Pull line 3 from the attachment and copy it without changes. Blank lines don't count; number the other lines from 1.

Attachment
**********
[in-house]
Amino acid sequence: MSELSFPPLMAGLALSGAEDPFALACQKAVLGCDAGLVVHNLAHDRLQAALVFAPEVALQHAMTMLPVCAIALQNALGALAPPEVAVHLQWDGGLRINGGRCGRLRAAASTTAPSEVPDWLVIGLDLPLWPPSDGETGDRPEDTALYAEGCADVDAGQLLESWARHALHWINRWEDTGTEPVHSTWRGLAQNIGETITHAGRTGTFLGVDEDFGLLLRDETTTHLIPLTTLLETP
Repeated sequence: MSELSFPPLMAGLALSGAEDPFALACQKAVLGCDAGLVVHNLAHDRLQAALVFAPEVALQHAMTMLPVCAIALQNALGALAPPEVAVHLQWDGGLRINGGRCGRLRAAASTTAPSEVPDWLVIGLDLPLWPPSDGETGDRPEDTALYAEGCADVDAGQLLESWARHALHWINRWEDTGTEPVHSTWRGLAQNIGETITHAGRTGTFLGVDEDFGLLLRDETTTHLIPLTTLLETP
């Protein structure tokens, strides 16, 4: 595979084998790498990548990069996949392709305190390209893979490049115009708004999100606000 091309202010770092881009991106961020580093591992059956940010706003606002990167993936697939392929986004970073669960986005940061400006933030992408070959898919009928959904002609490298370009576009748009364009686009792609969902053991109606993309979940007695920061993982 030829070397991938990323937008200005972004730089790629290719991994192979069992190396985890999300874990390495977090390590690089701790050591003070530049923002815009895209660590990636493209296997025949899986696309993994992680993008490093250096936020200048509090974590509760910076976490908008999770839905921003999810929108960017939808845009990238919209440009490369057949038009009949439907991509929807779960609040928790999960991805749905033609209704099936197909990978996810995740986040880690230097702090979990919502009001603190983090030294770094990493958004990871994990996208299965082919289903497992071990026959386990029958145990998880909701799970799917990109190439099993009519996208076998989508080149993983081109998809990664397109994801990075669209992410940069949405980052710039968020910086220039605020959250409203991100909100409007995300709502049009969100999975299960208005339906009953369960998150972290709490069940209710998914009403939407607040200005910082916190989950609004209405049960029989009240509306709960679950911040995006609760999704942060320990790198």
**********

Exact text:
Repeated sequence: MSELSFPPLMAGLALSGAEDPFALACQKAVLGCDAGLVVHNLAHDRLQAALVFAPEVALQHAMTMLPVCAIALQNALGALAPPEVAVHLQWDGGLRINGGRCGRLRAAASTTAPSEVPDWLVIGLDLPLWPPSDGETGDRPEDTALYAEGCADVDAGQLLESWARHALHWINRWEDTGTEPVHSTWRGLAQNIGETITHAGRTGTFLGVDEDFGLLLRDETTTHLIPLTTLLETP